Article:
Amazon has both covers and inside images, plus Publishers Weekly's starred review, from its August 28th issue, which admits that "Figuring out what's happening is a big part of reading the book" and noting elements of Joyce, Beckett, Derrida, and Pynchon; "The book's design is a marvel, and as a feat of Pynchonesque puzzlebookdom, it's magnificent."
Fallon, Jennifer :
(Tor 0-765-30990-4, $25.95, 508pp, hardcover, September 2006, jacket art Paul Youll)
Fantasy novel, second in the "Wolfblade" trilogy following Wolfblade (US edition January 2006), also fifth in the overall "Hythrun Chronicles" following the "Demon Child" trilogy (Medalon, Treason Keep, and Harshini).
The author's site has this page about the book, with an extract.
Amazon has posts from the author, and the Publishers Weekly review: "While this middle book's somewhat predictable maneuvering for position engages the reader's interest, one is left hoping the concluding volume will offer more swashbuckling action."
Hartwell, David G., & Kathryn Cramer, eds. :
Year's Best Fantasy 6
(Tachyon Publications 1-892391-37-6, $14.95, 10+355pp, trade paperback, October 2006, cover illustration David M. Bowers, cover design Ann Monn)
Anthology of 23 fantasy stories first published in 2005, with an introduction by the editors and introductions to each story.
This sixth volume of the series changes publishers and format, having been previously published in mass market paperback by HarperCollins/Eos.
Stories include Hugo Award winner "Inside Job" by Connie Willis and other stories by Yoon Ha Lee, Bruce Sterling, Neil Gaiman, Jeff VanderMeer, Gene Wolfe, Kelly Link, Laird Barron, Garth Nix, Liz Williams, and others.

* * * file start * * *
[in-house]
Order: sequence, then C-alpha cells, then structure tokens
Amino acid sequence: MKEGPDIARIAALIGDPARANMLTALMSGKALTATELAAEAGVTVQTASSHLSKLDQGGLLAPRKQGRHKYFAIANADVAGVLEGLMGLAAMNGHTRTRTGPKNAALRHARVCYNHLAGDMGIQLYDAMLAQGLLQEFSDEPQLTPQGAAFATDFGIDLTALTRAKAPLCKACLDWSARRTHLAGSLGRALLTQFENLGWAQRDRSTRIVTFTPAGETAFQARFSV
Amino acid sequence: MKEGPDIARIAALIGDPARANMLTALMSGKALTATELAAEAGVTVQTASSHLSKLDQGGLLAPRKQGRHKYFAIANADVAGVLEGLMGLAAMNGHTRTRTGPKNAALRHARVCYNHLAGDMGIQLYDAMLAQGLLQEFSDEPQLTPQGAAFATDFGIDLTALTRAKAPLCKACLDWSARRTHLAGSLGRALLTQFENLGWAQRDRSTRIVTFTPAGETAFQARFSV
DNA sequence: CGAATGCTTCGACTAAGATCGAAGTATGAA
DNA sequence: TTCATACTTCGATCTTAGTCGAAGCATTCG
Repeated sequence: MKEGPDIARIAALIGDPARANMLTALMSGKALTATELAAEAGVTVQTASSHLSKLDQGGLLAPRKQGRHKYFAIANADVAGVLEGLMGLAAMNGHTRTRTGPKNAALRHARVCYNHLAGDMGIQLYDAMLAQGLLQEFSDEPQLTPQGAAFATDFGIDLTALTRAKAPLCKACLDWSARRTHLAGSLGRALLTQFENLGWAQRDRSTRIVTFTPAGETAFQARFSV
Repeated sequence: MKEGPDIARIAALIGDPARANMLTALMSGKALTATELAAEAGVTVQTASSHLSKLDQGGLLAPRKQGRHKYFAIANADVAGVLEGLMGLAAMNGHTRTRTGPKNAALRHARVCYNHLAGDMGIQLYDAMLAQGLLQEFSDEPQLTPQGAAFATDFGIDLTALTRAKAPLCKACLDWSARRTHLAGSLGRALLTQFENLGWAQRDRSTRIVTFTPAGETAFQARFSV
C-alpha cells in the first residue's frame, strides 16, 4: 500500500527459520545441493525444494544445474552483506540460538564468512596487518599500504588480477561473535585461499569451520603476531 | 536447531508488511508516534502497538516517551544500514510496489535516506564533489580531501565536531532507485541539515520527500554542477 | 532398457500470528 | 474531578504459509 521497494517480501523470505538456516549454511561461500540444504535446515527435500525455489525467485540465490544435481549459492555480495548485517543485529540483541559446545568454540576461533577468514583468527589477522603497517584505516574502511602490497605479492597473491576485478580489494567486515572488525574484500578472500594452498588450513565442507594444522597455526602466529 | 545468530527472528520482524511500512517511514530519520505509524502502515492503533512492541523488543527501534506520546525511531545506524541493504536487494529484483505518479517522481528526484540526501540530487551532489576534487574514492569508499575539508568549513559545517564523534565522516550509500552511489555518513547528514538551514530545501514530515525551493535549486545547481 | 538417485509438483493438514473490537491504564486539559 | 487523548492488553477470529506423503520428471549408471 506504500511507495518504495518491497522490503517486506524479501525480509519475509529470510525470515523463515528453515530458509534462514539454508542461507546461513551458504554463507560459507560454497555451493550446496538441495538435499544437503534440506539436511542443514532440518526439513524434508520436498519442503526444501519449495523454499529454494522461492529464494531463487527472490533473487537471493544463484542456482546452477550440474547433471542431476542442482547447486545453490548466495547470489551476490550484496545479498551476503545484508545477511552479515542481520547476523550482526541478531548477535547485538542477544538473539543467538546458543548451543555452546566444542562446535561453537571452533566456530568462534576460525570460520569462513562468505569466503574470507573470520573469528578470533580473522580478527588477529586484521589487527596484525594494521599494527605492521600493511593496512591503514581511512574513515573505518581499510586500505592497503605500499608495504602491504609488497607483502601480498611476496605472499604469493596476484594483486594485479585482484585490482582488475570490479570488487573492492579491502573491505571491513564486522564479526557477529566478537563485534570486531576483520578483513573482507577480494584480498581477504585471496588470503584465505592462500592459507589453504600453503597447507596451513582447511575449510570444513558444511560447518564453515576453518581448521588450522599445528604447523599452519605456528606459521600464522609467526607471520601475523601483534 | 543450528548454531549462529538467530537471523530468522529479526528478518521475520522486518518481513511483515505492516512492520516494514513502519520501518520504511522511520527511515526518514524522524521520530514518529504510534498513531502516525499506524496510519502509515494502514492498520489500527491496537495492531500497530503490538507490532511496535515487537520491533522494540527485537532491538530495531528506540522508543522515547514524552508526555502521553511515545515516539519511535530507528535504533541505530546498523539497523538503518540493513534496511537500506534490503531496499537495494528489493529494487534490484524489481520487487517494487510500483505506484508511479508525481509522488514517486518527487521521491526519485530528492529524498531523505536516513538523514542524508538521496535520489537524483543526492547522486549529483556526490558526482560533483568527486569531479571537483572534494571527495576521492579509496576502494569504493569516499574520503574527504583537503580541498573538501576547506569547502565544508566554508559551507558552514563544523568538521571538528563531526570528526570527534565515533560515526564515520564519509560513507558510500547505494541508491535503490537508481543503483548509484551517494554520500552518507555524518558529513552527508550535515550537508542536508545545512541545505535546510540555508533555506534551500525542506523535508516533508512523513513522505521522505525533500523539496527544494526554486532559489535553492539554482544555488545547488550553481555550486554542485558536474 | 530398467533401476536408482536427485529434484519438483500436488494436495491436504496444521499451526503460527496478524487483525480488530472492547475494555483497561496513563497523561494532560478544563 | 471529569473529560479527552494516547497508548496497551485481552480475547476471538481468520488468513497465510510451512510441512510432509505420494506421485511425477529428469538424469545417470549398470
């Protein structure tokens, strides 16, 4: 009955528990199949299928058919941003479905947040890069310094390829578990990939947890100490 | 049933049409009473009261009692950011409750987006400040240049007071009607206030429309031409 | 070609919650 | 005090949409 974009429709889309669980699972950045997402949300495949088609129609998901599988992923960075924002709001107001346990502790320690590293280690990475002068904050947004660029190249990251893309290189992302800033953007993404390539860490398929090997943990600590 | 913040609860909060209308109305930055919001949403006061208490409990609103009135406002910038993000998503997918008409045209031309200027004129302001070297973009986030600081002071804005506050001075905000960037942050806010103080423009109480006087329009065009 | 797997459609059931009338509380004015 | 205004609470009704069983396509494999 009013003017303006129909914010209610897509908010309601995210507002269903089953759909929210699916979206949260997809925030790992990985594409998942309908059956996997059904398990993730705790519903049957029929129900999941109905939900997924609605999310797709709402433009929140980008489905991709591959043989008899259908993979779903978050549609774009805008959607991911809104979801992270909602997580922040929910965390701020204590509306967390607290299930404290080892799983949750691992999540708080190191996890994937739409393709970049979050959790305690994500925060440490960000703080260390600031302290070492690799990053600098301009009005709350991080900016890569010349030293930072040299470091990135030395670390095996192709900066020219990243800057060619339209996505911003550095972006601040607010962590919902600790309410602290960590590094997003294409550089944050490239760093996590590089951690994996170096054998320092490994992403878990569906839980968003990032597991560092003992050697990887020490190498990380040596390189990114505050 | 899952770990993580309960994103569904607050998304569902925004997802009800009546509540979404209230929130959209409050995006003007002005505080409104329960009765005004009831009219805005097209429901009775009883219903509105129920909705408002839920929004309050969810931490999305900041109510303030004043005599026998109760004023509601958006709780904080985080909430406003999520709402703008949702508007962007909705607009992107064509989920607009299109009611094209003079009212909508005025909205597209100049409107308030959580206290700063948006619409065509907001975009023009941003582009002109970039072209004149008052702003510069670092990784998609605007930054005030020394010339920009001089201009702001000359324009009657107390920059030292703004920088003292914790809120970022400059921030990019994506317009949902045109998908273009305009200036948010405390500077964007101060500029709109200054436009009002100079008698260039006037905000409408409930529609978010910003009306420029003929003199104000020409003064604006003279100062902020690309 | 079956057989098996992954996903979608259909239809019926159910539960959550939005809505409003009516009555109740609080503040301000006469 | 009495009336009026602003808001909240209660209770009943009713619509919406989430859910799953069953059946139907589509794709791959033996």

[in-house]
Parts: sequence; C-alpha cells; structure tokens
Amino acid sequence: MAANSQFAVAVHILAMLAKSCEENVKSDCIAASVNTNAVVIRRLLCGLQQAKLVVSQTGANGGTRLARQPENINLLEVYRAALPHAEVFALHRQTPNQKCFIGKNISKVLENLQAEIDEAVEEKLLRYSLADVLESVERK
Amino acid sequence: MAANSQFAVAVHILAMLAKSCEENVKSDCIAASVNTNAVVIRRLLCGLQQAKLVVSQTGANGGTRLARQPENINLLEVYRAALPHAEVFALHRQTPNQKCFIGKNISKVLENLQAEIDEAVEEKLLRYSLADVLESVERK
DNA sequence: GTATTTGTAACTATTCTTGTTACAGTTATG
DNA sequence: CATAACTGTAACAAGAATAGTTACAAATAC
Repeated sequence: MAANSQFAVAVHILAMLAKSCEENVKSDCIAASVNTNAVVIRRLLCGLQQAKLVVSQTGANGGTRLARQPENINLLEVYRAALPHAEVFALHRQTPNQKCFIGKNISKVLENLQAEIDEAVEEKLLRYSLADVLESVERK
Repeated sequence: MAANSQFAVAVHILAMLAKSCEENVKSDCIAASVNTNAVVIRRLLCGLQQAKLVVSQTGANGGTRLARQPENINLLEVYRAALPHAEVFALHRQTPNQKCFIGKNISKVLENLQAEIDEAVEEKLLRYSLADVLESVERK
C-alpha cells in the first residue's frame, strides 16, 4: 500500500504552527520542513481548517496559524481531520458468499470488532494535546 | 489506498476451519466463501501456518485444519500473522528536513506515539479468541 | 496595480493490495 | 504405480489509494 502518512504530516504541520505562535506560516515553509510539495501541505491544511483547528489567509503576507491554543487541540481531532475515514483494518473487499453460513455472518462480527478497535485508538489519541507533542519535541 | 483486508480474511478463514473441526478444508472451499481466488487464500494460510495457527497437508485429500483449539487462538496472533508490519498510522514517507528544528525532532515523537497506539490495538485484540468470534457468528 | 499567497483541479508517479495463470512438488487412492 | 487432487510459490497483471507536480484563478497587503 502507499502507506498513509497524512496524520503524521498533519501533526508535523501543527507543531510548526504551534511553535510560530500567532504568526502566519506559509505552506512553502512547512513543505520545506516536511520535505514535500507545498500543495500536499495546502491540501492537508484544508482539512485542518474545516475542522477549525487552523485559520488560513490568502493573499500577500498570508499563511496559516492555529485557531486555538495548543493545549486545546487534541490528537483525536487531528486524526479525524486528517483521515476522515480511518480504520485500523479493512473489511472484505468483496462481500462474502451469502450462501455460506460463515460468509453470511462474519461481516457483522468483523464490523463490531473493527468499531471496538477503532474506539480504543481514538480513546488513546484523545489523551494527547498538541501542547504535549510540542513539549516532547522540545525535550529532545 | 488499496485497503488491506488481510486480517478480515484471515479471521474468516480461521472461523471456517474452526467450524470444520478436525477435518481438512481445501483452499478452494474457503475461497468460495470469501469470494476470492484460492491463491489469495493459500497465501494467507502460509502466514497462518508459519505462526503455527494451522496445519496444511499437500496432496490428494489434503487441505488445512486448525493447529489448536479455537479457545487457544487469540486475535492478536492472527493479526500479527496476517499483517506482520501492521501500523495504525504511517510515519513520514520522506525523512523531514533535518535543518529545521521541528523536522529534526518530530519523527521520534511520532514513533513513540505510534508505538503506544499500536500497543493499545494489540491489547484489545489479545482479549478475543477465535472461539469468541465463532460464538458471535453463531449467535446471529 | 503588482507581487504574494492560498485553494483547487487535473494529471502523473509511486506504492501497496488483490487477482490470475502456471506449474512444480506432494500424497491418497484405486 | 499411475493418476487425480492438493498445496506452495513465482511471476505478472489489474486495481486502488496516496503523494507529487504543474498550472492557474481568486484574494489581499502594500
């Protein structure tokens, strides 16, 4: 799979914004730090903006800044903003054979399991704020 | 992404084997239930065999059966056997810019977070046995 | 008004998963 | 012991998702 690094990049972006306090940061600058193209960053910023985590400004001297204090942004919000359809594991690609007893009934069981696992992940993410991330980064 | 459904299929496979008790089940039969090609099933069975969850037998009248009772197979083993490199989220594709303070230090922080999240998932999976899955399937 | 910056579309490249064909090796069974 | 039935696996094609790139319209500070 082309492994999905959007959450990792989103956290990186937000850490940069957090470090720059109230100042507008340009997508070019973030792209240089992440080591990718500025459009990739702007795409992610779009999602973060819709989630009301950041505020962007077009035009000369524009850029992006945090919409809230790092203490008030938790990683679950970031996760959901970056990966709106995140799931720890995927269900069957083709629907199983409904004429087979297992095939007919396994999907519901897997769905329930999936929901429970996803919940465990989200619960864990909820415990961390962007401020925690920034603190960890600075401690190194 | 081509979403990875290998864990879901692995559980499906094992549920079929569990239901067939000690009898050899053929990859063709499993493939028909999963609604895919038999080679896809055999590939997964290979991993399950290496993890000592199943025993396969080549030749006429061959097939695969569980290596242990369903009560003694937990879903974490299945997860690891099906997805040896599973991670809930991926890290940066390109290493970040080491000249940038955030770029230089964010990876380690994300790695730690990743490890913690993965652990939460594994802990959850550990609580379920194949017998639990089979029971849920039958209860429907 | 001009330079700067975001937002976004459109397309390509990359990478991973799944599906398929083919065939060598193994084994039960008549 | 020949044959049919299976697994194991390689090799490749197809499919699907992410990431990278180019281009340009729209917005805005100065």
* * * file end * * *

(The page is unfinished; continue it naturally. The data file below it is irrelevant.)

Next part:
The publisher's site currently has a description of the book on its forthcoming titles page.
Amazon has the starred Publishers Weekly review, from its August 28th issue, calling it a "brilliant anthology".
Gary K. Wolfe reviewed it in the September issue of Locus Magazine.
Hearn, Lian :
The Harsh Cry of the Heron
(Penguin/Riverhead 1-594-48923-8, $26.95, 506pp, hardcover, September 2006, jacket design Honi Werner)
Fantasy novel, fourth book in the "Tales of the Otori" series set in an imaginary medieval Japan by the pseudonymous Australian author Gillian Rubinstein, following Across the Nightingale Floor (2002), Grass for His Pillow (2003), and Brilliance of the Moon (2004).
The official website, www.theotori.com, has this description and excerpt, as well as links to a FAQ, bulletin board, reviews, etc.
Amazon.com reviews by Publishers Weekly and Booklist; the former notes "There's enough background in this fourth installment that a new reader will have no problem following along, and fans will be heartened to know that this "Last Tale" will be followed in 2007 by a prequel." while the latter concludes "A perfect final chapter to the story that began in Across the Nightingale Floor".